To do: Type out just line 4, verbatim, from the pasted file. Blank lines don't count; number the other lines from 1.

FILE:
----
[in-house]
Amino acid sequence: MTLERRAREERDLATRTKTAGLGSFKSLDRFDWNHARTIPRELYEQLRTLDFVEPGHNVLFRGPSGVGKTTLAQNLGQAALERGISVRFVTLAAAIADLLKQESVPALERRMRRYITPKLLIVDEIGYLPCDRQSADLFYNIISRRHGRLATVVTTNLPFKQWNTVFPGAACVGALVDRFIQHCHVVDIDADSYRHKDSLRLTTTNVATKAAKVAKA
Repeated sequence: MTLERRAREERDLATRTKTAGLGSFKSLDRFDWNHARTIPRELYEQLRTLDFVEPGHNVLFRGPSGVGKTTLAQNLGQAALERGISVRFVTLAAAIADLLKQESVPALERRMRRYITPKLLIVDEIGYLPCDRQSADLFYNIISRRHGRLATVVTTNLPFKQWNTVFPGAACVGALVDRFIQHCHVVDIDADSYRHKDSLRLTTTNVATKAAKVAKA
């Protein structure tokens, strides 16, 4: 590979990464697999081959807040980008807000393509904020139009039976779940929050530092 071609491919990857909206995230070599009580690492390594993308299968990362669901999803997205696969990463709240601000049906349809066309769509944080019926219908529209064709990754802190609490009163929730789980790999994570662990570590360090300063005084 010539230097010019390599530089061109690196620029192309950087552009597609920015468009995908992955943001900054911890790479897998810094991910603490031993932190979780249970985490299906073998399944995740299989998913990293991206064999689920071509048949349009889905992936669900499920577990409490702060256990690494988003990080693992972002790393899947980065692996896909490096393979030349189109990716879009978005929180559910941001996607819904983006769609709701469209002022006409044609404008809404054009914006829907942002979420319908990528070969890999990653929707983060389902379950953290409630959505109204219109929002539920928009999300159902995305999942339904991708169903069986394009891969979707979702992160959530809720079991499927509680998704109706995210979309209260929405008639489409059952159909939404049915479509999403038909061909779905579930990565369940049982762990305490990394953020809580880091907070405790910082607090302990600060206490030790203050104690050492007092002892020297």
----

């Protein structure tokens, strides 16, 4: 590979990464697999081959807040980008807000393509904020139009039976779940929050530092 071609491919990857909206995230070599009580690492390594993308299968990362669901999803997205696969990463709240601000049906349809066309769509944080019926219908529209064709990754802190609490009163929730789980790999994570662990570590360090300063005084 010539230097010019390599530089061109690196620029192309950087552009597609920015468009995908992955943001900054911890790479897998810094991910603490031993932190979780249970985490299906073998399944995740299989998913990293991206064999689920071509048949349009889905992936669900499920577990409490702060256990690494988003990080693992972002790393899947980065692996896909490096393979030349189109990716879009978005929180559910941001996607819904983006769609709701469209002022006409044609404008809404054009914006829907942002979420319908990528070969890999990653929707983060389902379950953290409630959505109204219109929002539920928009999300159902995305999942339904991708169903069986394009891969979707979702992160959530809720079991499927509680998704109706995210979309209260929405008639489409059952159909939404049915479509999403038909061909779905579930990565369940049982762990305490990394953020809580880091907070405790910082607090302990600060206490030790203050104690050492007092002892020297």